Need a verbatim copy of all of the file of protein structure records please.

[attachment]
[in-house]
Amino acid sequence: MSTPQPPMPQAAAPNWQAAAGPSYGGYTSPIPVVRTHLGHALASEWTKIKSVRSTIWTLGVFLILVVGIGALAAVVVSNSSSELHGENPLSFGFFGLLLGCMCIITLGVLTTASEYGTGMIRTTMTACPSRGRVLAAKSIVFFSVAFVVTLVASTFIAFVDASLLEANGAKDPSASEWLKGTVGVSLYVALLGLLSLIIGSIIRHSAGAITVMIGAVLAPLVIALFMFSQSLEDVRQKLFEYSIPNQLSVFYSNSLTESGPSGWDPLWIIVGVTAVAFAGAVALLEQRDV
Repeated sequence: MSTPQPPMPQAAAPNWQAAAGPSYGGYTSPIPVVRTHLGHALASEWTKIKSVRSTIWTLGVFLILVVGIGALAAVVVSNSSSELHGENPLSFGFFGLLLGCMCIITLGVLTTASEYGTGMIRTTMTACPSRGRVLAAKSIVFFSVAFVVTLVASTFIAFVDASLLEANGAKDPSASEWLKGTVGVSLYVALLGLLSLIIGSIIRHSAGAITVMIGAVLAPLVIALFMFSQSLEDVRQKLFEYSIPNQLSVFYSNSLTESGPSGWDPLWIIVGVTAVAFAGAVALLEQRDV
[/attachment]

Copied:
[in-house]
Amino acid sequence: MSTPQPPMPQAAAPNWQAAAGPSYGGYTSPIPVVRTHLGHALASEWTKIKSVRSTIWTLGVFLILVVGIGALAAVVVSNSSSELHGENPLSFGFFGLLLGCMCIITLGVLTTASEYGTGMIRTTMTACPSRGRVLAAKSIVFFSVAFVVTLVASTFIAFVDASLLEANGAKDPSASEWLKGTVGVSLYVALLGLLSLIIGSIIRHSAGAITVMIGAVLAPLVIALFMFSQSLEDVRQKLFEYSIPNQLSVFYSNSLTESGPSGWDPLWIIVGVTAVAFAGAVALLEQRDV
Repeated sequence: MSTPQPPMPQAAAPNWQAAAGPSYGGYTSPIPVVRTHLGHALASEWTKIKSVRSTIWTLGVFLILVVGIGALAAVVVSNSSSELHGENPLSFGFFGLLLGCMCIITLGVLTTASEYGTGMIRTTMTACPSRGRVLAAKSIVFFSVAFVVTLVASTFIAFVDASLLEANGAKDPSASEWLKGTVGVSLYVALLGLLSLIIGSIIRHSAGAITVMIGAVLAPLVIALFMFSQSLEDVRQKLFEYSIPNQLSVFYSNSLTESGPSGWDPLWIIVGVTAVAFAGAVALLEQRDV